Ultimately, I suppose there’s no denying that this is a good policy. It conserves resources, which is good for the environment, good for the bottom line, and hopefully, good for the consumer.

Okay, I’m over it now.

Ear gauging, Big Macs, and human sacrifice


My 15 year old daughter used the term in a tone that was not the least bit disparaging. As in, “so-and-so has her ears gauged”. For all I knew this could have been a science project, but from the context, I correctly concluded that she was referring to the practice of placing barrel shaped rings into one’s earlobes, and incrementally increasing the size of the rings until the flesh has stretched to the desired diameter. I am relieved that my daughter has no desire to enlarge her lobes, but I was a bit surprised that she did not seem as repulsed by the idea as was I. Not that I have anything against creative self-expression; if someone wants to mutilate their body, that’s none of my business.

Except when they want to serve me food.

Case in point: The day after my daughter told me about her friend’s ears, I went into a McDonalds. I was only halfway in the door when someone yelled at me, “WELCOME TO McDONALDS.” (This in itself irritates me, but I’ll save that rant for another article.) As I approached the counter I saw the source of the yelling: a teenage kid who apparently was absent the day they taught how to wear a cap. But the yelling and the cap and the fact that he had no idea what he was doing were only minor annoyances compared to the earlobe abuse. The last thing I want to see while trying to choose from a menu of McDelicacies is a see-through body part. When I want to look at something behind your ear, I’ll just ask you to tilt your head, thankyouverymuch.

I have never understood the attraction to poking holes in one’s body just because one can. Even the “harmless” tradition of regular old ear-piercing has always seemed a bit primitive to me. Just because we have those things called ears hanging out there, we think we need to hang decorations from them. When I was growing up in rural East Texas during the sixties and seventies, ear-peircing was a right of passage for young teenage girls. In those days, it was a big deal, involving trained medical personnel and follow-up visits. Now you can have your ears pierced in the mall at a kiosk in the time it takes for mom to buy a cell phone from a kiosk.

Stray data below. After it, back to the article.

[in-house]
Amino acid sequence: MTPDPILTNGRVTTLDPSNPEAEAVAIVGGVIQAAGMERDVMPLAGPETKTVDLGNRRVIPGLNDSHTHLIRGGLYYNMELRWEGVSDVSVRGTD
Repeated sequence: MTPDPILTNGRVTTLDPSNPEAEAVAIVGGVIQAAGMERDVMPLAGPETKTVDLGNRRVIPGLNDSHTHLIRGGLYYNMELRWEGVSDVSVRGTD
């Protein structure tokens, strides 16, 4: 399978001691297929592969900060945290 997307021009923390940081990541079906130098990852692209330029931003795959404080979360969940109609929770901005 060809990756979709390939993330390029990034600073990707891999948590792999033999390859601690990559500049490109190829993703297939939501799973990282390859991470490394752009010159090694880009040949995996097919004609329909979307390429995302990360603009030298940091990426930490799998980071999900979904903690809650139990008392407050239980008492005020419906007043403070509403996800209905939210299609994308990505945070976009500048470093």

The serious issue here – and this also applies to the whole tattoo thing – is a cultural trend in our society that preaches we can do whatever we want with our bodies, including desecration. If it offends others, good. If it dishonors God’s creation, even better. America’s departure from Judeo-Christian values is giving rise to a neo-paganism which is expressing its values through rituals, including “body modification”. Perhaps it is these pagan origins that make this behavior so repulsive to many of us. But to many it’s merely a pop culture fad. Its popularity among mainstream young people probably has little to do with paganism; instead it stems from the basic human need to irritate one’s parents, coupled with the current trend of “herd individualism”. When combined with the increasingly secular nature of our society, however, such rituals are indicative of a generation that is not simply playing at paganism, but truly embracing it. We see plenty of evidence of this shift around us. Think about it. Ancient pagan cultures did not value the human body or human life. They often honored plants and animals above people. They engaged in self mutilation. Some engaged in infanticide. Sound familiar?

Pierced and tattood young people are not a cause, but an effect of this shift. Ironically, it is those educated elites who teach that the concept of God is a dangerous, primitive myth, who believe that an enlightened society will emerge from the abolition of moral absolutes, that are instead leading us backward into a culture much more primitive, and much more dangerous than they imagine. Not to mention the negative effects it can have on a Quarter Pounder with cheese.

First Blog attempt

It’s 10:35 on a Monday night and I have to work tomorrow. I should be in bed by now, but instead I decided to type “Blog” into Google to see what all the fuss is about.

So here I am. I’ve entered the blogosphere. We’ll see what develops.